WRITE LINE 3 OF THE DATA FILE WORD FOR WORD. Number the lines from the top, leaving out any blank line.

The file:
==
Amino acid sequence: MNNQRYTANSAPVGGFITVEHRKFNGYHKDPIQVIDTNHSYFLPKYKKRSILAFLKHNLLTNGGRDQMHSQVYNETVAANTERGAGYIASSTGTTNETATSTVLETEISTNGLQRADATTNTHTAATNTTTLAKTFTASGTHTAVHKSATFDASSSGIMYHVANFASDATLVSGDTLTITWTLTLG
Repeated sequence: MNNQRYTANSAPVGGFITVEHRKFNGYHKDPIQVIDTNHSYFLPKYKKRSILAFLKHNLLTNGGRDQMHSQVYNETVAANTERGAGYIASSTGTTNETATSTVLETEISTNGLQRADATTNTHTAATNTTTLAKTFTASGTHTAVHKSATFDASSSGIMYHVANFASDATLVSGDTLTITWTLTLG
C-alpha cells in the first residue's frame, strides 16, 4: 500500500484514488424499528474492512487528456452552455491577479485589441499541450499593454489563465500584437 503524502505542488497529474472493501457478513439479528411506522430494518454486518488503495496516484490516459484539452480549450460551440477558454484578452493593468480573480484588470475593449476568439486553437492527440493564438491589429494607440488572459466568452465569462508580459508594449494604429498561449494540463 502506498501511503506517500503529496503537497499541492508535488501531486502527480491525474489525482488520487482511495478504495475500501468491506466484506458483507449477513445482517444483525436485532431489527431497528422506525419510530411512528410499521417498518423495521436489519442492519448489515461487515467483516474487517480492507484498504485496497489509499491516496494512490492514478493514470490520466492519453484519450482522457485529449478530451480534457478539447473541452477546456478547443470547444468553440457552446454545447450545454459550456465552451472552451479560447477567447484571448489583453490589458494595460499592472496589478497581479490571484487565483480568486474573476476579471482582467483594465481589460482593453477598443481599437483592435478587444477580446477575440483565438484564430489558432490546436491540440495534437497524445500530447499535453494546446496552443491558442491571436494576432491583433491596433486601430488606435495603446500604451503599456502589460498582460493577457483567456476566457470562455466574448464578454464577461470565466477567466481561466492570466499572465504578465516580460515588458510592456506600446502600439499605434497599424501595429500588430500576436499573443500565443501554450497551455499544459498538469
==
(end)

C-alpha cells in the first residue's frame, strides 16, 4: 500500500484514488424499528474492512487528456452552455491577479485589441499541450499593454489563465500584437 503524502505542488497529474472493501457478513439479528411506522430494518454486518488503495496516484490516459484539452480549450460551440477558454484578452493593468480573480484588470475593449476568439486553437492527440493564438491589429494607440488572459466568452465569462508580459508594449494604429498561449494540463 502506498501511503506517500503529496503537497499541492508535488501531486502527480491525474489525482488520487482511495478504495475500501468491506466484506458483507449477513445482517444483525436485532431489527431497528422506525419510530411512528410499521417498518423495521436489519442492519448489515461487515467483516474487517480492507484498504485496497489509499491516496494512490492514478493514470490520466492519453484519450482522457485529449478530451480534457478539447473541452477546456478547443470547444468553440457552446454545447450545454459550456465552451472552451479560447477567447484571448489583453490589458494595460499592472496589478497581479490571484487565483480568486474573476476579471482582467483594465481589460482593453477598443481599437483592435478587444477580446477575440483565438484564430489558432490546436491540440495534437497524445500530447499535453494546446496552443491558442491571436494576432491583433491596433486601430488606435495603446500604451503599456502589460498582460493577457483567456476566457470562455466574448464578454464577461470565466477567466481561466492570466499572465504578465516580460515588458510592456506600446502600439499605434497599424501595429500588430500576436499573443500565443501554450497551455499544459498538469